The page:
The Fairfax County Planning Commission will take another stab at a major overhaul of Reston’s defining planning document next month.
At a Wednesday (June 28) meeting, the commission once again deferred a decision on the extensive update of Reston Comprehensive Plan to July 12 — a move that Hunter Mill District Commissioner John Carter said would allow staff time to incorporate proposed revisions. The commission first deferred a decision on the project on June 14.
The draft under consideration is the product of more than three years of work and dozens of community meetings.
In May, staff released its version of the plan after a first draft was formulated last year by a task force assembled by Hunter Mill District Walter Alcorn in 2020. On June 13, staff also released a 25-page addendum to the report.
Ahead of the commission’s meeting, the county released a chart with county responses to all public testimony received at the last public hearing — a move that Carter said was unusual but helpful to delineate proposed recommendations and the responses from the county.
“We don’t usually go through and address each of the people that testify,” Carter said.
Carter — who walked through a series of suggested revisions during the Wednesday meeting — said the transportation section clearly identifies multimodal components and removes the infamous “road to nowhere” that cuts from Isaac Newton Square to American Dream Way through the Hidden Creek Country Club golf course.
He said he opposes a proposed road connection from American Dream Way to North Shore Drive — a connection that drew significant opposition at the public hearing earlier this month.
Citing safety concerns, Carter said the connection would be dangerous and contradicts the county’s recent consideration of a project that essentially makes American Dream Way a private street.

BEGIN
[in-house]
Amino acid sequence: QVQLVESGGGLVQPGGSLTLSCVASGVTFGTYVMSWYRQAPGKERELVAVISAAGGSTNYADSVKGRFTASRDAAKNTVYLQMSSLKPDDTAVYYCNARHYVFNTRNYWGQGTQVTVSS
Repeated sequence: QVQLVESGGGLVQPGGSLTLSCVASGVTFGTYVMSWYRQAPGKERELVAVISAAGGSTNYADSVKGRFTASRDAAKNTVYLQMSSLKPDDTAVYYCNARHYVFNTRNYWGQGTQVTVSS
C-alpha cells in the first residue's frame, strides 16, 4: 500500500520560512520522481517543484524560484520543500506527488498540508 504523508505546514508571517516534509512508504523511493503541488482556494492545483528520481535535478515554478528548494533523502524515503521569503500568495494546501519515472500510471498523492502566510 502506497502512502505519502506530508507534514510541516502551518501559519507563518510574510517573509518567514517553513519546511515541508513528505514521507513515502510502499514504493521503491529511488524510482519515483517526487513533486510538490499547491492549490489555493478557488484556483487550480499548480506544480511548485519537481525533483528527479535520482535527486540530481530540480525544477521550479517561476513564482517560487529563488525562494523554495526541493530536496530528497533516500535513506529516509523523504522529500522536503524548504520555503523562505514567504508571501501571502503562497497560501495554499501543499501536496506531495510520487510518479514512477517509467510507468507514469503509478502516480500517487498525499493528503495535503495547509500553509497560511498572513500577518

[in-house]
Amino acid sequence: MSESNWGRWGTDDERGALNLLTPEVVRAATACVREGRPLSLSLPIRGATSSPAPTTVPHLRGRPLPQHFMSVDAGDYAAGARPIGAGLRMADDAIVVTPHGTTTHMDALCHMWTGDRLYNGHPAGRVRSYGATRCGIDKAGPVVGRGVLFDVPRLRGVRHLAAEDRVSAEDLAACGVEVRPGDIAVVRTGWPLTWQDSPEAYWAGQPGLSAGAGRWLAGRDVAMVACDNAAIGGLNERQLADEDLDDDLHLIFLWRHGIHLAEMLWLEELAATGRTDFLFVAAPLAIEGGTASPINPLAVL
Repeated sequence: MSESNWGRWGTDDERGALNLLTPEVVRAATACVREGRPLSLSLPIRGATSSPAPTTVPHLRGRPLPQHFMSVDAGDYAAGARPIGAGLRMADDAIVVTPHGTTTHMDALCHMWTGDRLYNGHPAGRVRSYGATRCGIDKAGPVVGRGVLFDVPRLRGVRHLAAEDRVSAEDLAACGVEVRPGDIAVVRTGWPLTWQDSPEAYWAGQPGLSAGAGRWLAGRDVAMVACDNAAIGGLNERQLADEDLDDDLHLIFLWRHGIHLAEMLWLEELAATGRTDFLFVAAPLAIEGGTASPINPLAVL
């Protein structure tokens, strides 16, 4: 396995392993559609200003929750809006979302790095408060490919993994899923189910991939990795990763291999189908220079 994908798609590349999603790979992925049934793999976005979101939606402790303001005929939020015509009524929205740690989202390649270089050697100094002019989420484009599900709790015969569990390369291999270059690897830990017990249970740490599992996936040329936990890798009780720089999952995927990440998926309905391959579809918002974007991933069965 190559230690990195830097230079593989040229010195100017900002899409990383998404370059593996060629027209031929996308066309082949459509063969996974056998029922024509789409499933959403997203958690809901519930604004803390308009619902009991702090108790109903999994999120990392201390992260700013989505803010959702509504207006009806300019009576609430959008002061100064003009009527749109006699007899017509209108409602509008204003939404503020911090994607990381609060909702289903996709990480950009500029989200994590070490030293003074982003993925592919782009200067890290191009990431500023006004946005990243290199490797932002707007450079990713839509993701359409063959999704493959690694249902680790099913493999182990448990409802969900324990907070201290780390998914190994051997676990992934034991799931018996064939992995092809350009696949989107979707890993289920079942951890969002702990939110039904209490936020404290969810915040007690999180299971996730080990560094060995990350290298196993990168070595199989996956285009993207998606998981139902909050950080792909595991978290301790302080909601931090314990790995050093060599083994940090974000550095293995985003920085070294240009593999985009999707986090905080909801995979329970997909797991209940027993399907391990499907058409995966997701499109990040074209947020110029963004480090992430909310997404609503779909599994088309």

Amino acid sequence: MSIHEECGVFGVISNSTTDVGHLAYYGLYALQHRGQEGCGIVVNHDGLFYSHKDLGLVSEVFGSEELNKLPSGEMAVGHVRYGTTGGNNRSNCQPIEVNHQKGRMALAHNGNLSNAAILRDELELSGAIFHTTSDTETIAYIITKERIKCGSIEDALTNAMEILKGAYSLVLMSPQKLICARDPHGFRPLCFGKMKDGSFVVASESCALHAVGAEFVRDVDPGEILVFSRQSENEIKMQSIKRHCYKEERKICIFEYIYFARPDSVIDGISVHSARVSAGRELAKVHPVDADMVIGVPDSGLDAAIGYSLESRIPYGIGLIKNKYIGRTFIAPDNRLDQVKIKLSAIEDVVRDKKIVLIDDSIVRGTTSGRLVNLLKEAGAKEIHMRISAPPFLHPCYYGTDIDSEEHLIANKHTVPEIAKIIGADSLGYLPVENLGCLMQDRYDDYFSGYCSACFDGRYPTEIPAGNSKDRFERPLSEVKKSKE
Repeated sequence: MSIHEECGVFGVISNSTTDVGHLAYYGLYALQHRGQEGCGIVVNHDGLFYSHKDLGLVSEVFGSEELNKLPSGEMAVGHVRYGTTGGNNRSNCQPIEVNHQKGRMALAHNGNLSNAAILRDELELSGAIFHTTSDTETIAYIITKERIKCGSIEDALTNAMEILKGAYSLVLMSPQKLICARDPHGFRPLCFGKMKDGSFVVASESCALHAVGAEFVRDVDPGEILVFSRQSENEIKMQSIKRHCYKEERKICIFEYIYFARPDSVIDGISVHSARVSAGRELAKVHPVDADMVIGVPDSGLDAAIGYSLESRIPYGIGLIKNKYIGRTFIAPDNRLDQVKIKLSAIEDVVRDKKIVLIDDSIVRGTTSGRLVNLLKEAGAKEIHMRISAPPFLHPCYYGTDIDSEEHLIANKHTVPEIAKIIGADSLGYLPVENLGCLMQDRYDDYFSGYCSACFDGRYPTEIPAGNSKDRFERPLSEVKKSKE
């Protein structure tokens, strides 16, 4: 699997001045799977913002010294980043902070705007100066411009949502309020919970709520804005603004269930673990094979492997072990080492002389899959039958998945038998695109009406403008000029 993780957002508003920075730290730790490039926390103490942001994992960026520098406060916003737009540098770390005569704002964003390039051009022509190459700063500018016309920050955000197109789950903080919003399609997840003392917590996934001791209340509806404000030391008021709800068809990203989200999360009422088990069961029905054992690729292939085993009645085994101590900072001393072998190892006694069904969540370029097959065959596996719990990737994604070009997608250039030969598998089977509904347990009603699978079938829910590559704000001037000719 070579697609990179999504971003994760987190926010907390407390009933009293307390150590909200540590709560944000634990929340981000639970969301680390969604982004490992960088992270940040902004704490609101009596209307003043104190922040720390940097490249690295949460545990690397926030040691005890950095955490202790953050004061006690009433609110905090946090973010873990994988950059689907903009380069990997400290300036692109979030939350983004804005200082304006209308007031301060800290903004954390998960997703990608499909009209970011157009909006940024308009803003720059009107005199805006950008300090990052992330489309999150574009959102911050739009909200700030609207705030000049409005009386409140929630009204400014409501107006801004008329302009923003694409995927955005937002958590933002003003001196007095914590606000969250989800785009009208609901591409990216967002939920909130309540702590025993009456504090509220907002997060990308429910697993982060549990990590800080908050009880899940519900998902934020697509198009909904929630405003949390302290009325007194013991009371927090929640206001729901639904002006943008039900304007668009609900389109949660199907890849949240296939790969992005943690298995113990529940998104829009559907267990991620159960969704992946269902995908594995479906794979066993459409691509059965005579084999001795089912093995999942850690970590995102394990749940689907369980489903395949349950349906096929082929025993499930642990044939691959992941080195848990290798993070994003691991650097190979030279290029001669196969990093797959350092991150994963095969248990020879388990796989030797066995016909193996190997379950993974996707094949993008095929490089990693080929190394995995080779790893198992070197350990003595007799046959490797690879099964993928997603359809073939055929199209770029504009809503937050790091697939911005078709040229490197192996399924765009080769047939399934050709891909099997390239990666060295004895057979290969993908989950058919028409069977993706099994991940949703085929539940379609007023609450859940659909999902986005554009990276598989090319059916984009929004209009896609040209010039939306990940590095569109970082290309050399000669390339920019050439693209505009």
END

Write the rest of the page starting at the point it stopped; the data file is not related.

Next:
“If we’re leading this, we just approved a project that did not provide that connection and made American Dream Way a private connection,” Carter said.
Braddock District Commissioner Mary Cortina called a bicycle map in the plan “unreadable” and in need of edits.
“I’m hesitant to continue to put that forward in there without being able to understand what it says or where its going,” Cortina said.
According to Carter, the environment section was pared down in response to concerns that it exceeded the limits of the policy plan and set higher standards for stormwater management in Reston than elsewhere in the county. Those policies include moving towards net-zero energy use, achieving LEED platinum for more buildings, and adding more electric vehicle charging stations.
While these regulations are “good ideas,” the “form” was not right, Carter said.
“I know we struggled quite a bit with that chapter, but I think it’s come out pretty good,” he said.
Carter stressed the need to ensure Reston is able to retain existing market rate affordable housing within the transit station areas (TSA) while establishing new affordable housing.
He seemed to share Cortina’s concerns about the document’s readability, saying that he initially hoped it could have been a gold standard for other similar policies in the county and throughout the state with a combination of graphics, fonts and other enhancements.
Franconia District Commissioner Daniel Lagana suggested adding Geographic Information System (GIS) components to the plan — a suggestion that Chris Caperton, deputy director of the county’s Department of Planning and Development, said was a possibility in future iterations.
Carter said he was still happy the plan was reduced by roughly 40 pages and emphasized more active verbs. He pitched several options for imagery and captions to staff.
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